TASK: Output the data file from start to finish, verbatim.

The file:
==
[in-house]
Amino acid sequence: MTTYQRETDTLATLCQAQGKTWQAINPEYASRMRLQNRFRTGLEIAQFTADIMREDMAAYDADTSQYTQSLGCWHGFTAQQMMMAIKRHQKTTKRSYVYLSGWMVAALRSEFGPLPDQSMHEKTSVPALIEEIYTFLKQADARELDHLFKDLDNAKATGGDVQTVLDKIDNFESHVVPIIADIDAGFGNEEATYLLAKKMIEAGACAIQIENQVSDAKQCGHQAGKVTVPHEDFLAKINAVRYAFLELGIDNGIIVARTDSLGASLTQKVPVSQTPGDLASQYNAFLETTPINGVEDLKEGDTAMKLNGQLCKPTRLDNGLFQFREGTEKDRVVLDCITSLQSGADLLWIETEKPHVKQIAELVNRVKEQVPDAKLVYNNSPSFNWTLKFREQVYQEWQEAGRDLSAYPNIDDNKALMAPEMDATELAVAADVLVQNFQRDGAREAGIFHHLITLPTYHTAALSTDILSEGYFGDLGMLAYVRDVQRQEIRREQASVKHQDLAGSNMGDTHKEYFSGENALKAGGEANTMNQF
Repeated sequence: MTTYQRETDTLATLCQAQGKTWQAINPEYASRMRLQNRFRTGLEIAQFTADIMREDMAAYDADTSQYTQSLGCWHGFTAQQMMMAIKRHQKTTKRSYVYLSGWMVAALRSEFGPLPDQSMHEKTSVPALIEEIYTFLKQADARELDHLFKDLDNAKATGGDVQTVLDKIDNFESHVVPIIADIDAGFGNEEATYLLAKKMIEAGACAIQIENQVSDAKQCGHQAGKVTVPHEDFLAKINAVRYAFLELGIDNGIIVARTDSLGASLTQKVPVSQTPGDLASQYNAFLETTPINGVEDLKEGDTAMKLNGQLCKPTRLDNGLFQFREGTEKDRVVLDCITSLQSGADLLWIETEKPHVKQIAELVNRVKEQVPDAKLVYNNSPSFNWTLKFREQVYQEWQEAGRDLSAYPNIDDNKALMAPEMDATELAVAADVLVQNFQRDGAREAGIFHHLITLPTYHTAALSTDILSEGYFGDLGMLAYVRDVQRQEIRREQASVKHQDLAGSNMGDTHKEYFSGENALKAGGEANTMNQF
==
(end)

[in-house]
Amino acid sequence: MTTYQRETDTLATLCQAQGKTWQAINPEYASRMRLQNRFRTGLEIAQFTADIMREDMAAYDADTSQYTQSLGCWHGFTAQQMMMAIKRHQKTTKRSYVYLSGWMVAALRSEFGPLPDQSMHEKTSVPALIEEIYTFLKQADARELDHLFKDLDNAKATGGDVQTVLDKIDNFESHVVPIIADIDAGFGNEEATYLLAKKMIEAGACAIQIENQVSDAKQCGHQAGKVTVPHEDFLAKINAVRYAFLELGIDNGIIVARTDSLGASLTQKVPVSQTPGDLASQYNAFLETTPINGVEDLKEGDTAMKLNGQLCKPTRLDNGLFQFREGTEKDRVVLDCITSLQSGADLLWIETEKPHVKQIAELVNRVKEQVPDAKLVYNNSPSFNWTLKFREQVYQEWQEAGRDLSAYPNIDDNKALMAPEMDATELAVAADVLVQNFQRDGAREAGIFHHLITLPTYHTAALSTDILSEGYFGDLGMLAYVRDVQRQEIRREQASVKHQDLAGSNMGDTHKEYFSGENALKAGGEANTMNQF
Repeated sequence: MTTYQRETDTLATLCQAQGKTWQAINPEYASRMRLQNRFRTGLEIAQFTADIMREDMAAYDADTSQYTQSLGCWHGFTAQQMMMAIKRHQKTTKRSYVYLSGWMVAALRSEFGPLPDQSMHEKTSVPALIEEIYTFLKQADARELDHLFKDLDNAKATGGDVQTVLDKIDNFESHVVPIIADIDAGFGNEEATYLLAKKMIEAGACAIQIENQVSDAKQCGHQAGKVTVPHEDFLAKINAVRYAFLELGIDNGIIVARTDSLGASLTQKVPVSQTPGDLASQYNAFLETTPINGVEDLKEGDTAMKLNGQLCKPTRLDNGLFQFREGTEKDRVVLDCITSLQSGADLLWIETEKPHVKQIAELVNRVKEQVPDAKLVYNNSPSFNWTLKFREQVYQEWQEAGRDLSAYPNIDDNKALMAPEMDATELAVAADVLVQNFQRDGAREAGIFHHLITLPTYHTAALSTDILSEGYFGDLGMLAYVRDVQRQEIRREQASVKHQDLAGSNMGDTHKEYFSGENALKAGGEANTMNQF